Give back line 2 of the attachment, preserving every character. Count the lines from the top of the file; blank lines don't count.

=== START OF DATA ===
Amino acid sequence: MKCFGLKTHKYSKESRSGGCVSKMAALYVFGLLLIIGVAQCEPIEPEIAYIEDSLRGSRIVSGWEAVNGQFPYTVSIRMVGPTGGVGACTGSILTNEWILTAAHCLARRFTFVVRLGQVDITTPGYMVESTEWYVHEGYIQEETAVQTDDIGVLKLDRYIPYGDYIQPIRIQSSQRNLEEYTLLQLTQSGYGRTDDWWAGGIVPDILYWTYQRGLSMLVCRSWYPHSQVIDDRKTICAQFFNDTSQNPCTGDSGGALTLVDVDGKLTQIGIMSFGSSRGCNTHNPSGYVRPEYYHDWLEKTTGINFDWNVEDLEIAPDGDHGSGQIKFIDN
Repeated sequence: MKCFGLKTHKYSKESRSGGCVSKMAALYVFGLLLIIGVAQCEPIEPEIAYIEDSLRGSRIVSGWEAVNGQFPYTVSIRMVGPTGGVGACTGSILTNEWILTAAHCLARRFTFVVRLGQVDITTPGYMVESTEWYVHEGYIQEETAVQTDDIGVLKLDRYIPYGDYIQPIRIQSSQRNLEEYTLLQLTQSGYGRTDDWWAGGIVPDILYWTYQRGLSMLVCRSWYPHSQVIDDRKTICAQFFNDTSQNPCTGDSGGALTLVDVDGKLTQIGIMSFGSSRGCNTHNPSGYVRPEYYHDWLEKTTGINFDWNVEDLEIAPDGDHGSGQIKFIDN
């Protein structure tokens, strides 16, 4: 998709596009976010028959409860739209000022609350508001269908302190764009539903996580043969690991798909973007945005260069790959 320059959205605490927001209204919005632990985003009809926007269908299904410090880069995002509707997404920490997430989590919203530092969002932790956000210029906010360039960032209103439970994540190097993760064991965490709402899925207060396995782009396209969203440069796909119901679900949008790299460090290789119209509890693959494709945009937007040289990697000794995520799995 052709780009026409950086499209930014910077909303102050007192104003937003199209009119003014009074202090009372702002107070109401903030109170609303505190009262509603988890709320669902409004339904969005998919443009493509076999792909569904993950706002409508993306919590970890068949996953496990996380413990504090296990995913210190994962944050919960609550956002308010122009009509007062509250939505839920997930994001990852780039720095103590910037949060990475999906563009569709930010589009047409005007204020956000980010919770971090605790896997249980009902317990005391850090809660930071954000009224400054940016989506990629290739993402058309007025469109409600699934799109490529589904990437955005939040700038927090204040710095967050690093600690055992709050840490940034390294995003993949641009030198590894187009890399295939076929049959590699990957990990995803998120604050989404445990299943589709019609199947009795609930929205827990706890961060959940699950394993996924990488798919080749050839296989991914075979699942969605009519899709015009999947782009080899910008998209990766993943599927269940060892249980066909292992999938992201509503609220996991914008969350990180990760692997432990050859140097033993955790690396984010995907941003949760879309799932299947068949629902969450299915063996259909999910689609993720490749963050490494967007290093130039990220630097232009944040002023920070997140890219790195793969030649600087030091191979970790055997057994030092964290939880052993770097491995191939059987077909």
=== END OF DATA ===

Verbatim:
Repeated sequence: MKCFGLKTHKYSKESRSGGCVSKMAALYVFGLLLIIGVAQCEPIEPEIAYIEDSLRGSRIVSGWEAVNGQFPYTVSIRMVGPTGGVGACTGSILTNEWILTAAHCLARRFTFVVRLGQVDITTPGYMVESTEWYVHEGYIQEETAVQTDDIGVLKLDRYIPYGDYIQPIRIQSSQRNLEEYTLLQLTQSGYGRTDDWWAGGIVPDILYWTYQRGLSMLVCRSWYPHSQVIDDRKTICAQFFNDTSQNPCTGDSGGALTLVDVDGKLTQIGIMSFGSSRGCNTHNPSGYVRPEYYHDWLEKTTGINFDWNVEDLEIAPDGDHGSGQIKFIDN